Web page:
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beta Glucan




β Glucan; C033363; β-1,3-Glucan; Yeast1,3/1,6BetaGlucan90%; 1,3-BETA-D-GLUCAN

70%, 80%

beta Glucan70%
beta Glucan80%

beta Glucan Properties

β-Glucans (beta-glucans) comprise a group of β-D-glucose polysaccharides naturally occurring in the cell walls of cereals, bacteria, and fungi, with significantly differing physicochemical properties dependent on source. Typically, β-glucans form a linear backbone with 1-3 β-glycosidic bonds but vary with respect to molecular mass, solubility, viscosity, branching structure, and gelation properties, causing diverse physiological effects in animals.

At dietary intake levels of at least 3 g per day, oat fiber β-glucan decreases blood levels of LDL cholesterol and so may reduce the risk of cardiovascular diseases. β-glucans are used as texturing agents in various nutraceutical and cosmetic products, and as soluble fiber supplements, but can be problematic in the process of brewing.

β-glucans form a natural component of the cell walls of bacteria, fungi, yeast, and cereals such as oat and barley. Each type of beta-glucan comprises a different molecular backbone, level of branching, and molecular weight which affects its solubility and physiological impact. One of the most common sources of β(1,3)D-glucan for supplement use is derived from the cell wall of baker's yeast (Saccharomyces cerevisiae). β-glucans found in the cell walls of yeast contain a 1,3 carbon backbone with elongated 1,6 carbon branches. Other sources include seaweed, and various mushrooms, such as reishi, shiitake, chaga, and maitake, which are under preliminary research for their potential immune effects.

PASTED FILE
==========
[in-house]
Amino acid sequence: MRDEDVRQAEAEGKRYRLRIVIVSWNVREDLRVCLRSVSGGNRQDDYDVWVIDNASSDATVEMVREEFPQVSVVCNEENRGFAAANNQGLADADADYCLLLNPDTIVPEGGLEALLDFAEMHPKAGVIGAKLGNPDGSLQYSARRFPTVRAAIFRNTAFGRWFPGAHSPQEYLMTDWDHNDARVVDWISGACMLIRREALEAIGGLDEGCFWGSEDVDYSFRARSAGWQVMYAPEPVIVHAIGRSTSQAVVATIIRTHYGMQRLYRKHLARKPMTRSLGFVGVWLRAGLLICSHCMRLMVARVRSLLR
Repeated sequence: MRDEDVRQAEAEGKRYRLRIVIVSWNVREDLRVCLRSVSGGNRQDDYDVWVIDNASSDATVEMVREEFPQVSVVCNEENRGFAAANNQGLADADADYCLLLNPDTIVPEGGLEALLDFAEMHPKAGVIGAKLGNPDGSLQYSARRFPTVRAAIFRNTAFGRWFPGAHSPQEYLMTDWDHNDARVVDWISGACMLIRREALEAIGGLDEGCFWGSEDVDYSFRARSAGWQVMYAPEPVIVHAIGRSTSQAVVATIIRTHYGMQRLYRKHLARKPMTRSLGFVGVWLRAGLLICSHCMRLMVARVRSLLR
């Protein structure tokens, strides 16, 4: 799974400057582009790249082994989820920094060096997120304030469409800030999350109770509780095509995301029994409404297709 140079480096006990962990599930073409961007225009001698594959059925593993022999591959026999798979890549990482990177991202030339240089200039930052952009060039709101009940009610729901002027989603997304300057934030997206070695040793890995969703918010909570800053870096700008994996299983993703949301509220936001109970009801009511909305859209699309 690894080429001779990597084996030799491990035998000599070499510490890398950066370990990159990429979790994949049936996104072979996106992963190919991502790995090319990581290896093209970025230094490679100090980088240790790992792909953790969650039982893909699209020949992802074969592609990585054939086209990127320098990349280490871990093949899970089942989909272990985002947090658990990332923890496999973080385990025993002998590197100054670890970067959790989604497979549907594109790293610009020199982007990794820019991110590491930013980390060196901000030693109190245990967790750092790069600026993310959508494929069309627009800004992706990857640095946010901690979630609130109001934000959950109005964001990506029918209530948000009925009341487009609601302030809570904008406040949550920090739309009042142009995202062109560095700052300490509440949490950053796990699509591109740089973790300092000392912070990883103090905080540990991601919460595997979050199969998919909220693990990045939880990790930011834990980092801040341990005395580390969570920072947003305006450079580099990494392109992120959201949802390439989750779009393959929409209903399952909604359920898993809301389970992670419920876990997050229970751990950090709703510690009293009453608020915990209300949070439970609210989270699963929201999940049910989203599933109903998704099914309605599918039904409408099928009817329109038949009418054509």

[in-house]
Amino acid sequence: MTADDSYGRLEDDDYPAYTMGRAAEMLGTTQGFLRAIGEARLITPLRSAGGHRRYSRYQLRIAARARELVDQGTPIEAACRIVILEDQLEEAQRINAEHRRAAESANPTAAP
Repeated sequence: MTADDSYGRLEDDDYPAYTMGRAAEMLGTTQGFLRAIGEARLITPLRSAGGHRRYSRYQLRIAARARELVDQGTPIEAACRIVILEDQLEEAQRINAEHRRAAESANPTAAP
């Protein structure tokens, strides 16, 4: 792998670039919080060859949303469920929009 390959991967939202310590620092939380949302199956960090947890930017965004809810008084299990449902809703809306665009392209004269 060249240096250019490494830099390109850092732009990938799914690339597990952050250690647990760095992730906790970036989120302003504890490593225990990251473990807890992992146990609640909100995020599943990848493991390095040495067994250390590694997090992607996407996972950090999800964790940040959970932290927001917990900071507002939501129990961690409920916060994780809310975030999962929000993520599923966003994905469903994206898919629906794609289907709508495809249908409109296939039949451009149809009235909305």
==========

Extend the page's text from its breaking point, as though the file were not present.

Fermentable fiber
Main article: Dietary fiber
In the diet, β-glucans are a source of soluble, fermentable fiber – also called prebiotic fiber – which provides a substrate for microbiota within the large intestine, increasing fecal bulk and producing short-chain fatty acids as byproducts with wide-ranging physiological activities. This fermentation impacts the expression of many genes within the large intestine, which further affects digestive function and cholesterol and glucose metabolism, as well as the immune system and other systemic functions.

Oatmeal is a common food source of β-glucans
Main article: Oat beta-glucan
Cereal β-glucans from oat, barley, wheat, and rye have been studied for their effects on cholesterol levels in people with normal cholesterol levels and in those with hypercholesterolemia. Intake of oat β-glucan at daily amounts of at least 3 grams lowers total and low-density lipoprotein cholesterol levels by 5 to 10% in people with normal or elevated blood cholesterol levels.

Oats and barley differ in the ratio of trimer and tetramer 1-4 linkages. Barley has more 1-4 linkages with a degree of polymerization higher than 4. However, the majority of barley blocks remain trimers and tetramers. In oats, β-glucan is found mainly in the endosperm of the oat kernel, especially in the outer layers of that endosperm.

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